Just like other states, Arizona has its own rules for when a defective product causes injury or property damage. The Copper State's product liability laws are meant to hold manufacturers and sellers accountable for their dangerous products, and allow you to seek monetary compensation for any injuries they cause.
The table below lists important aspects of Arizona's product liability laws, followed by explanations of the state's filing time limits, possible defenses, limits on damages, and more.
|Statute of Limitations||
2 years (Sec. 12-542)
|Discovery Rule Used||Yes (Lawhon v. L.B.J. Institutional Supply, Inc., 765 P. 2d 1003, 1007 (Ct. App. 1988))|
|Statute of Repose||No (Sec. 12-551 declared unconstitutional in Hazine v. Montgomery Elevator, 861 P.2d 625 (Ariz. 1993))|
|Limits on Damages||
Intermediate economic loss rule (Salt River Project Agr. Imp. & Power Dist. v. Westinghouse Elec. Corp., 143 Ariz. 368, (1984))
|Comparative Fault||Pure Comparative Fault (Sec. 12-2505)|
Arizona's deadline for filing product liability lawsuits is usually two years from the date of the injury. Under Arizona's discovery rule, the clock doesn't start ticking until you discover, or should have discovered, the injury or property damage.
Limits on Damages
Arizona limits damages via its pure comparative negligence rule. Under this rule, you may still recover damages even if you're partly at fault for the accident, but those damages will be reduced in proportion to your degree of fault. So, if you would have been awarded $50,000, but you're 60 percent to blame, your award is reduced to $20,000. However, you are barred from any recovery if you intentionally caused or contributed to the harm.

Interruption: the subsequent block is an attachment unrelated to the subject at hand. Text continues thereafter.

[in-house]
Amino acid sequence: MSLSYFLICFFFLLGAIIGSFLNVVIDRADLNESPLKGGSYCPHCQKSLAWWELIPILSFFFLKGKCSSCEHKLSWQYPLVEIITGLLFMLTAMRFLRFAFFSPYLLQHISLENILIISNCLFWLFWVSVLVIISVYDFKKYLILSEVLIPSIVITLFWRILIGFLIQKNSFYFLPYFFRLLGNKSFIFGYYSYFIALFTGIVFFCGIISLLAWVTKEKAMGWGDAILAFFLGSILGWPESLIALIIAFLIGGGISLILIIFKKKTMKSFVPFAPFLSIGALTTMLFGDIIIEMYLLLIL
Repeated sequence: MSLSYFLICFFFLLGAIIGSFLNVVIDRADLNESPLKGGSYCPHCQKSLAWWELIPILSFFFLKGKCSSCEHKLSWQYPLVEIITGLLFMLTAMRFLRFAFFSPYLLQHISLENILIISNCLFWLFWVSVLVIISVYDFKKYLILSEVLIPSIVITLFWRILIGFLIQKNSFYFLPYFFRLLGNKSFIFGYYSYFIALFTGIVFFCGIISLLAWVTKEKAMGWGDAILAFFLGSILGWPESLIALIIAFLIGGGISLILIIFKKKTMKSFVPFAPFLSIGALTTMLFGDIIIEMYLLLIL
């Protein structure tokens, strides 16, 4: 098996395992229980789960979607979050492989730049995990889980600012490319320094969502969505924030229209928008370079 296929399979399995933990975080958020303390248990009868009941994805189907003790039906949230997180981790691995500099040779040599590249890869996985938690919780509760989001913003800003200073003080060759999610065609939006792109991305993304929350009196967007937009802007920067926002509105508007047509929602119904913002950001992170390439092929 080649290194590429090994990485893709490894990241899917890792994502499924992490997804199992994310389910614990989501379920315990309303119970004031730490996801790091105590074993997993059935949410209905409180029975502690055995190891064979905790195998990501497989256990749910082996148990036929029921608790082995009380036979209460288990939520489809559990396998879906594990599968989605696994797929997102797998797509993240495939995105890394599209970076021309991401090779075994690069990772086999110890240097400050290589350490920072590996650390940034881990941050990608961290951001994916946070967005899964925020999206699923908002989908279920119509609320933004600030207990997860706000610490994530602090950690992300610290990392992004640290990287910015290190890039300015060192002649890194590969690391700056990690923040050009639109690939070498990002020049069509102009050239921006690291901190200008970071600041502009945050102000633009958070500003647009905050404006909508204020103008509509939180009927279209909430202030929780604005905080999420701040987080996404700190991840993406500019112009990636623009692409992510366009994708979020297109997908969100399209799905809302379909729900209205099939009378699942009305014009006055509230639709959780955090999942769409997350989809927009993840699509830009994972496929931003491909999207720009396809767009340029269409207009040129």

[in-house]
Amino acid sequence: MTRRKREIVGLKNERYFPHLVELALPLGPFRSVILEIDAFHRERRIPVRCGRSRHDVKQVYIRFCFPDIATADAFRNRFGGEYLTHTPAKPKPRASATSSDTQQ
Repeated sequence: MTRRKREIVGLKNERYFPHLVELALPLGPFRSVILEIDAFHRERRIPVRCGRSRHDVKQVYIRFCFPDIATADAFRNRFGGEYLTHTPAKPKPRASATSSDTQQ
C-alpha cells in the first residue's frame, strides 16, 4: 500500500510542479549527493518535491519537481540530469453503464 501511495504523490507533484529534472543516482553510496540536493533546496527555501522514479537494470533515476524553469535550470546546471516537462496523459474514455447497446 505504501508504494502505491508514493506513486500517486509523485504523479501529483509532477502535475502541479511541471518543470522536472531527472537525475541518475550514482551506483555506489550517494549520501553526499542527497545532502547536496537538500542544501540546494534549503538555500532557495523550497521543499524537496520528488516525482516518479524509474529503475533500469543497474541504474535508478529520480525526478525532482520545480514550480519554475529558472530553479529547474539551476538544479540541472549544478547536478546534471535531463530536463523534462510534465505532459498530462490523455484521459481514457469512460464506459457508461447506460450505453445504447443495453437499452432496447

Arizona also has an intermediate economic loss rule that applies when there is no contract between the parties and the only harm that occurs is to the product itself. In these cases, you might still recover damages, but you must show that the product was unreasonably dangerous and the loss occurred in a sudden, accidental manner.
Theories of Liability
A product liability action in Arizona can be based on negligence or strict liability. As the plaintiff, you must prove that the defendant manufactured or sold a defective product that was unreasonably dangerous, and that product caused injury or property damage. Claims may include allegations of design defect, manufacturing defect, or a failure to warn or provide proper instructions for the use of the product.
In design defect cases, there is an inherent flaw in the manufacturer's design for the product. It's considered defective if it failed to perform as safely as an ordinary consumer would expect when used in a reasonably foreseeable way, or if the risks of the design outweigh the benefits. The product has a manufacturing defect if it has a condition the manufacturer didn't intend and it fails to perform as safely as an ordinary consumer would expect when used in a reasonably foreseeable way.
You may also claim that the manufacturer had a duty to warn people if it would be unreasonably dangerous for someone to use the product in a reasonably foreseeable way without adequate warnings or instructions.
The defendant in a product liability suit may argue that they are not liable because the defect was a result of a process that was state of the art at the time. They may also contend that the real cause of the harm was substantial modification or misuse that was not reasonably foreseeable. Lastly, a defendant could deny liability in a food product defect case by showing that the plaintiff's overconsumption was the real cause of the injury.
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There are a number of different ways to argue a product liability lawsuit, and the best approach depends on the specifics of your case. If you've been injured or suffered property damage as a result of a defective product, you should not have to bear those costs alone, but you need to act promptly because there are time limits for filing your claim. Get a free case review from an experienced attorney who knows Arizona's product liability laws.
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